[Show abstract][Hide abstract] ABSTRACT: We compared plasma with whole blood (WB) international normalized ratio (INR) and fibrinogen using the same instrument and reagents. WBINRs were 50% higher than plasma INRs. After increasing the WB sample volume 40% and adjusting the International Sensitivity Index, WBINRs were similar to plasma INRs [adjusted WBINR = 0.99(plasma INR) - 0.02; r(2) = 0.98; n = 155], but the average difference in WB vs plasma INR was 4-fold higher than duplicate plasma INRs. Variation in hematocrit was a major determinant of the accuracy of the WBINR, with increased error at high INRs. The WB fibrinogen assay was highly dependent on the sample hematocrit (r(2) = 0.83), even after the sample volume was adjusted. Accurate WB fibrinogen measurements required a mathematical hematocrit correction. We conclude that WBINR and fibrinogen assays can be performed on point-of-care or automated analyzers, but sample volume must be adjusted to account for hematocrit. Accuracy is limited by variations in hematocrit with worsening accuracy for samples with high INRs or low fibrinogen levels.
American Journal of Clinical Pathology 04/2010; 133(4):550-6. · 2.88 Impact Factor
[Show abstract][Hide abstract] ABSTRACT: Activated partial thromboplastin time (aPTT) monitoring of direct thrombin inhibitors (DTIs) is vulnerable to interference from many sources. If the baseline aPTT is prolonged, as occurs with lupus inhibitors, alternative methods are required to monitor DTI levels. We compared the plasma diluted thrombin time (1:4 dilution of patient plasma with normal plasma) and the aPTT in patient samples spiked with argatroban, bivalirudin, or lepirudin at three concentration levels. Each drug was spiked into five samples with lupus inhibitors, five samples with deficient vitamin K-dependent factors, three samples with elevated D-dimers, and eight samples with normal baseline aPTT values. The aPTT overestimated the spiked DTI concentration in all samples with lupus inhibitors, low levels of vitamin K-dependent factors, and elevated D-dimers. In samples with normal baseline aPTTs, the aPTT failed to correctly estimate the spiked drug concentration in four of 24 samples spiked with argatroban, seven of 24 spiked with lepirudin, and three of 24 spiked with bivalirudin. The plasma diluted thrombin time was not affected by lupus inhibitors, low vitamin K-dependent factor levels or elevated D-dimer levels and correctly estimated the spiked drug level in 63 of 63 samples spiked with argatroban, 63 of 63 samples spiked with bivalirudin, and 62 of 63 samples spiked with lepirudin. In conclusion, the plasma diluted thrombin time appears to be a viable alternative to the aPTT for monitoring DTI levels, especially in patients with lupus inhibitors or low levels of vitamin K-dependent factors.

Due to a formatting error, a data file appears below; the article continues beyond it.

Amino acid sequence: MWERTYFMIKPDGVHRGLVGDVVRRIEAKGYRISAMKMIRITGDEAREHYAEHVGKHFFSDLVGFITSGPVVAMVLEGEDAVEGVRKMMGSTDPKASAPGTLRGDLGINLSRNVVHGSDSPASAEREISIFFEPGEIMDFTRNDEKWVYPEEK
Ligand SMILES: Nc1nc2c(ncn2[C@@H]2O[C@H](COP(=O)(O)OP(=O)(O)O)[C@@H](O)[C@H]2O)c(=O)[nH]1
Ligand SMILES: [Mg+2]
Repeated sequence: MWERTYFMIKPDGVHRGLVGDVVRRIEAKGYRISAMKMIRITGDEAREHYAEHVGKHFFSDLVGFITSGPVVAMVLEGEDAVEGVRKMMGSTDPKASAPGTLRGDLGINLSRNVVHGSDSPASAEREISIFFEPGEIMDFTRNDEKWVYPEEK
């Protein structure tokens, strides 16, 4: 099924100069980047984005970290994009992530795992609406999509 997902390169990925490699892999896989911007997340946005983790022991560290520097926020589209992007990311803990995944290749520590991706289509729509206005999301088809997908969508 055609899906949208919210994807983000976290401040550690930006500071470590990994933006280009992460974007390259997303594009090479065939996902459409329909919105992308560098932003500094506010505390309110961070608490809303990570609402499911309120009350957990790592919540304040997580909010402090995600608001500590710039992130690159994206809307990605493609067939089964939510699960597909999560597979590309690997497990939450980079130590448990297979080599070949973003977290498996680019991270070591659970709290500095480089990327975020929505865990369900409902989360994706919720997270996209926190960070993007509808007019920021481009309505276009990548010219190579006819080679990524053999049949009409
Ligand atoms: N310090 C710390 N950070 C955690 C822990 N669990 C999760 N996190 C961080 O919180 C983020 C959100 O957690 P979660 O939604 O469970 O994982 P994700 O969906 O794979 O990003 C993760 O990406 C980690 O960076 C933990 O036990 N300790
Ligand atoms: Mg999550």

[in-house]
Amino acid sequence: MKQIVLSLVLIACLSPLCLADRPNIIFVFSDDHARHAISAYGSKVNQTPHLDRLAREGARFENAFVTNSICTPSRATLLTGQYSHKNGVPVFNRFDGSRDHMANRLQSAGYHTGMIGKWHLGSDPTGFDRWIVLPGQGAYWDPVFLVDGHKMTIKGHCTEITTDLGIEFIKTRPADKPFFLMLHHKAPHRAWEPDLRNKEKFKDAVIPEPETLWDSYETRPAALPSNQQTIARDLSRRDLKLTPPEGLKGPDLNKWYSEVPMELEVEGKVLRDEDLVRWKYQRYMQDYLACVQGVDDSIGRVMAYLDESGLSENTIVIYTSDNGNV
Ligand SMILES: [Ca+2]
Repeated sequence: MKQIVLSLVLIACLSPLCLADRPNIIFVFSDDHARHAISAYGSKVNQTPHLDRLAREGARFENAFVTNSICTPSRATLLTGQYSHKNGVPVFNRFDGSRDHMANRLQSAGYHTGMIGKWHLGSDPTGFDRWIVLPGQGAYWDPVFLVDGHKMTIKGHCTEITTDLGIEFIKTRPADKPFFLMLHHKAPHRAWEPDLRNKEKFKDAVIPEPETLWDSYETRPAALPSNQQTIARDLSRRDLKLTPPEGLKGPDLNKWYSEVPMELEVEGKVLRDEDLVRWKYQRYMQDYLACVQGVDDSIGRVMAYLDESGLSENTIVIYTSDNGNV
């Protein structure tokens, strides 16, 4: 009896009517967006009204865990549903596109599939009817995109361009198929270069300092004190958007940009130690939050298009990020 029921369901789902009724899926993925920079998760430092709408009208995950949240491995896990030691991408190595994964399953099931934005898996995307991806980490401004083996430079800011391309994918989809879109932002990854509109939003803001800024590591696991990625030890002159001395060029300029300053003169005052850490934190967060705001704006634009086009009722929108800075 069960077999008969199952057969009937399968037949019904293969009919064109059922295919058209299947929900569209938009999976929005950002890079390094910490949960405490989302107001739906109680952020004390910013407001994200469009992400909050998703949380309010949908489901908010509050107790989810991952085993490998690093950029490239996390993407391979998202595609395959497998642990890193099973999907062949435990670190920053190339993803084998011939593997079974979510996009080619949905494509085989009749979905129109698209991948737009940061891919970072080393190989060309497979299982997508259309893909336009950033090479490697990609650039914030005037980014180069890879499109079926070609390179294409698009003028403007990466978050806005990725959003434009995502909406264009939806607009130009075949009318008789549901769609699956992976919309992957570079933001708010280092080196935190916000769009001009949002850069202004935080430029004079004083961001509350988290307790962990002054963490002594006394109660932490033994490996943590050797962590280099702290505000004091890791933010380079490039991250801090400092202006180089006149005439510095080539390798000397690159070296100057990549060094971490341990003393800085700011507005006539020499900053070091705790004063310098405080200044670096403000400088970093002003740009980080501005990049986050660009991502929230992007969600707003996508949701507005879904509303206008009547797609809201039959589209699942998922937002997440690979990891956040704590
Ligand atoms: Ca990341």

Thrombosis and Haemostasis 08/2007; 98(1):234-42. · 6.09 Impact Factor